Between the 27th of March and 4th of April, from sunset to sunset is the Passover celebration, known as Pesach. This festivity celebrates the freedom from slavery and Exodus of the Israelites from Egypt, once again free.
This day is celebrated by enjoying a seder, which is a traditional dinner consumed tonight in Jewish households, made of ritual food such as bread without yeast, bitter herb, and a mixture of sweet fruits, nuts and wine called the Haroset. Although different traditions can be found concerning food to be consumed on this day, mostly it is about having a simple and poor diet in remembrance of what the Israelites endured under Egyptian slavery. And it is not only about food, on this night the Hallel psalms are recited and sang from morning to evening.
This day also marks the beginning of Omer, which is a forty-nine day period to recall the count between the offerings that were brought to the Ancient temple in Jerusalem, following the 49 days comes the Shavuot, celebrating the time when on Sinai the Torah was received.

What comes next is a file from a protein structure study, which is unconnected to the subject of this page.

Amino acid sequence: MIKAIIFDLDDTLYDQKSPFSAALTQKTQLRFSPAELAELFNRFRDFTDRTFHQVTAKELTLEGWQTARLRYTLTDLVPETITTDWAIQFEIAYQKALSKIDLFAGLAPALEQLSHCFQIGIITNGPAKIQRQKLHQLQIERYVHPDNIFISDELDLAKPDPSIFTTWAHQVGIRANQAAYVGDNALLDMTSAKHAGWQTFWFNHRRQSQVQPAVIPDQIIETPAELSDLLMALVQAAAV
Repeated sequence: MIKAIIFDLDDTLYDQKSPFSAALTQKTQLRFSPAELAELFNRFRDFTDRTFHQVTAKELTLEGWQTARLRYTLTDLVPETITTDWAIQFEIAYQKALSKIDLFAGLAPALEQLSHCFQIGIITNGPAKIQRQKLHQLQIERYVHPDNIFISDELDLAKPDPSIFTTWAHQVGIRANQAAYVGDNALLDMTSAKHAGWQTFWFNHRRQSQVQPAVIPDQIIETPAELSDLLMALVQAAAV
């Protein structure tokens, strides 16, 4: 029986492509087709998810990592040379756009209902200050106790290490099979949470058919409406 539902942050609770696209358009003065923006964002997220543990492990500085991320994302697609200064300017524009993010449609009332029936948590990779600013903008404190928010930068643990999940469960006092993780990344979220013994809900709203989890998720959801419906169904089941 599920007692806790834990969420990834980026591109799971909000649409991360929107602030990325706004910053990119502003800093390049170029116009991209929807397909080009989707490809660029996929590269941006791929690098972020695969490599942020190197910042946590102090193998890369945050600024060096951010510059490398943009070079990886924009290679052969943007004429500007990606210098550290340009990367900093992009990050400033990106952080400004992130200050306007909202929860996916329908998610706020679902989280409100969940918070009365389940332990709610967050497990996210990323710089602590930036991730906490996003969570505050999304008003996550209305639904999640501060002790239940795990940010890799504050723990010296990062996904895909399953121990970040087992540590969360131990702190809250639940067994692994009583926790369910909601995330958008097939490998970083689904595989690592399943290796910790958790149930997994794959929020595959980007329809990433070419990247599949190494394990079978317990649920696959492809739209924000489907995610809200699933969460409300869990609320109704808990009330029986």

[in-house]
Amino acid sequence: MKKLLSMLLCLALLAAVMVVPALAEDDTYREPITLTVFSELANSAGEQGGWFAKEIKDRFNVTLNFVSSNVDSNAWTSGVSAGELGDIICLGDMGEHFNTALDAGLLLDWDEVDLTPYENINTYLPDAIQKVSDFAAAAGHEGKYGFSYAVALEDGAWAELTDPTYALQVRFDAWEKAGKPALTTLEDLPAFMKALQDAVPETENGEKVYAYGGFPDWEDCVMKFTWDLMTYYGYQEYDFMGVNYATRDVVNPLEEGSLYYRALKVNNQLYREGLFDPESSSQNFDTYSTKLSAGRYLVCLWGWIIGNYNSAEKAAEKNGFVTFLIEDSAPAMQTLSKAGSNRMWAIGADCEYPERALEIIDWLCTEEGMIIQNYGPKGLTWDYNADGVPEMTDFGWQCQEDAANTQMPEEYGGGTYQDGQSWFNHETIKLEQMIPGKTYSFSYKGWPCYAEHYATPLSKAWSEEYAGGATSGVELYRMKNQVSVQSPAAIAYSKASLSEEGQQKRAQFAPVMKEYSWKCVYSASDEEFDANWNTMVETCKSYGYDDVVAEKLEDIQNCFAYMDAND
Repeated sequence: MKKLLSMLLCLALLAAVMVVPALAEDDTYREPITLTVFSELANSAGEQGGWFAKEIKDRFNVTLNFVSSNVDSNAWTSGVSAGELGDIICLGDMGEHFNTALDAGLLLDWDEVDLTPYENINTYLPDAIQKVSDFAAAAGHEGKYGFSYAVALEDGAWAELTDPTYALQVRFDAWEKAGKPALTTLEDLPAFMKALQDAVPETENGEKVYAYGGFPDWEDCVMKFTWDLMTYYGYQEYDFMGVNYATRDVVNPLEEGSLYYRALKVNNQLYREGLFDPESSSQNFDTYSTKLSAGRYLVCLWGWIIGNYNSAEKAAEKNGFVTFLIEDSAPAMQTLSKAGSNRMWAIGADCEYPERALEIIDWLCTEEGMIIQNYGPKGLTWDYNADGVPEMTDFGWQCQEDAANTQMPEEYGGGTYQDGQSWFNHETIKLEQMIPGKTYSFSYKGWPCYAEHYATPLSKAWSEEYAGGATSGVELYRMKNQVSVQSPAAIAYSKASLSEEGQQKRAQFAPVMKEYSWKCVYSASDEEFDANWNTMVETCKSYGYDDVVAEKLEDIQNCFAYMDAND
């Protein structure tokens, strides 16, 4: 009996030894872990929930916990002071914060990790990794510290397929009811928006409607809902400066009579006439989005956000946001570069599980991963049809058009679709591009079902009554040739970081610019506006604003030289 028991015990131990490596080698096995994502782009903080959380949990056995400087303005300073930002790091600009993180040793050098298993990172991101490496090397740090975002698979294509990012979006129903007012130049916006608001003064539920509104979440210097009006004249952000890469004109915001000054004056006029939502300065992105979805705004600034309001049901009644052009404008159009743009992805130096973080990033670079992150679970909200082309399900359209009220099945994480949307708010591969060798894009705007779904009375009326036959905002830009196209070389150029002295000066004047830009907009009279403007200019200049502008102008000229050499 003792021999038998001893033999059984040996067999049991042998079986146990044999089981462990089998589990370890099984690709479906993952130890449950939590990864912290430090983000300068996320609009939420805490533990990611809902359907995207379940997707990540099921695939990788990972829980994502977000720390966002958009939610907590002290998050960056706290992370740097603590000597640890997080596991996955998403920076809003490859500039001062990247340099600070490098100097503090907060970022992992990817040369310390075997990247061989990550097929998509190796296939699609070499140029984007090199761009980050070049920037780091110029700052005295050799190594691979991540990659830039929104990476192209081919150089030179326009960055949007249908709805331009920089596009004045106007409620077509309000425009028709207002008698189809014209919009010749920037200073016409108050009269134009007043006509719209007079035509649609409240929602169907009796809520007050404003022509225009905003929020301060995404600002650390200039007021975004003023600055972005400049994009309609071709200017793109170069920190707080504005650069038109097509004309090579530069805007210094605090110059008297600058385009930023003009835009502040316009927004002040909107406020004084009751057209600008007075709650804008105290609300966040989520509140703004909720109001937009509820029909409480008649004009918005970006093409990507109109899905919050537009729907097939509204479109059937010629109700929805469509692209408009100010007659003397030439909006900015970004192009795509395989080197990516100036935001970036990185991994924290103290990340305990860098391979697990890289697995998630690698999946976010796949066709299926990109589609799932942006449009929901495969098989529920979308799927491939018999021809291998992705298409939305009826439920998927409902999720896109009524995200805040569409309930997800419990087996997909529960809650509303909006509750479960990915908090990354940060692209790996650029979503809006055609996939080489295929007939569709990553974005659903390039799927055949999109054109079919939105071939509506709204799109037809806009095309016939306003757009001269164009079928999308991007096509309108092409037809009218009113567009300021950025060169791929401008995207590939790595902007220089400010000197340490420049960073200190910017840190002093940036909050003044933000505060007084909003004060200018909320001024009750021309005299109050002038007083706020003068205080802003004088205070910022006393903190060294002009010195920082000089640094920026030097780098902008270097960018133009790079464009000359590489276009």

Pesach resembles very much Christian Easter and many other celebrations coming from the lunar calendar around this time of the year, between the 3d and 4th full moon, and each of these festivities celebrate life, resurrection, freedom, and survival, and that is only natural that the time of Spring’s rebirth is celebrated by the people of the Norther Hemisphere regardless of their ethnic, cultural and faith background. Likely to be among the first festivity to be celebrated across the very first human communities, where liberation, journeys, return to the original land of the foreparents, being alive and having survived strife and hardships is something that needs to be recalled, and celebrated by mind, body, heart and soul, as a sign of belonging to the self, the community and the world as a whole. Happy Passover to everyone.